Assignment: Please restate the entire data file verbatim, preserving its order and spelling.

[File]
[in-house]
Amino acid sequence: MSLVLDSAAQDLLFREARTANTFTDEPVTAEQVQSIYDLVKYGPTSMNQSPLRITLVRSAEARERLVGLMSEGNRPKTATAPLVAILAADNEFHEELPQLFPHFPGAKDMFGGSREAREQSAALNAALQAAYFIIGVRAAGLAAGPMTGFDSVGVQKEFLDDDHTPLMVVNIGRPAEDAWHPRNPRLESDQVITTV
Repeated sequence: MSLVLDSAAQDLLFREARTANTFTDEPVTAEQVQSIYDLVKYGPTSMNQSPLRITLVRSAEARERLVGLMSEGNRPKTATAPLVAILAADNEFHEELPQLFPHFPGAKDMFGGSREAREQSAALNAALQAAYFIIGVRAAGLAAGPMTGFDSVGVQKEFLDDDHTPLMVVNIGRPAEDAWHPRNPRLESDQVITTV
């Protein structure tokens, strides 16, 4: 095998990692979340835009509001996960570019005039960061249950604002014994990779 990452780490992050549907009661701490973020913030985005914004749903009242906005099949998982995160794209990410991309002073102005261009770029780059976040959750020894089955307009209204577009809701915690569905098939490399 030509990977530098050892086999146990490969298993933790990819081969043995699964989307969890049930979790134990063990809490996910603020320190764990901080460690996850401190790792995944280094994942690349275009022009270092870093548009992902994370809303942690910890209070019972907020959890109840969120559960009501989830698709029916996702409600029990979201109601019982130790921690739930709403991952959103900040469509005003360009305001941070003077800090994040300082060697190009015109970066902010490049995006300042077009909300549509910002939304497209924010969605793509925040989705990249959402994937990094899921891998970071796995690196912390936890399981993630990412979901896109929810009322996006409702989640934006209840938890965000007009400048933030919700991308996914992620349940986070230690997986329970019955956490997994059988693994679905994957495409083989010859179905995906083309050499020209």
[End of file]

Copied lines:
[in-house]
Amino acid sequence: MSLVLDSAAQDLLFREARTANTFTDEPVTAEQVQSIYDLVKYGPTSMNQSPLRITLVRSAEARERLVGLMSEGNRPKTATAPLVAILAADNEFHEELPQLFPHFPGAKDMFGGSREAREQSAALNAALQAAYFIIGVRAAGLAAGPMTGFDSVGVQKEFLDDDHTPLMVVNIGRPAEDAWHPRNPRLESDQVITTV
Repeated sequence: MSLVLDSAAQDLLFREARTANTFTDEPVTAEQVQSIYDLVKYGPTSMNQSPLRITLVRSAEARERLVGLMSEGNRPKTATAPLVAILAADNEFHEELPQLFPHFPGAKDMFGGSREAREQSAALNAALQAAYFIIGVRAAGLAAGPMTGFDSVGVQKEFLDDDHTPLMVVNIGRPAEDAWHPRNPRLESDQVITTV
């Protein structure tokens, strides 16, 4: 095998990692979340835009509001996960570019005039960061249950604002014994990779 990452780490992050549907009661701490973020913030985005914004749903009242906005099949998982995160794209990410991309002073102005261009770029780059976040959750020894089955307009209204577009809701915690569905098939490399 030509990977530098050892086999146990490969298993933790990819081969043995699964989307969890049930979790134990063990809490996910603020320190764990901080460690996850401190790792995944280094994942690349275009022009270092870093548009992902994370809303942690910890209070019972907020959890109840969120559960009501989830698709029916996702409600029990979201109601019982130790921690739930709403991952959103900040469509005003360009305001941070003077800090994040300082060697190009015109970066902010490049995006300042077009909300549509910002939304497209924010969605793509925040989705990249959402994937990094899921891998970071796995690196912390936890399981993630990412979901896109929810009322996006409702989640934006209840938890965000007009400048933030919700991308996914992620349940986070230690997986329970019955956490997994059988693994679905994957495409083989010859179905995906083309050499020209």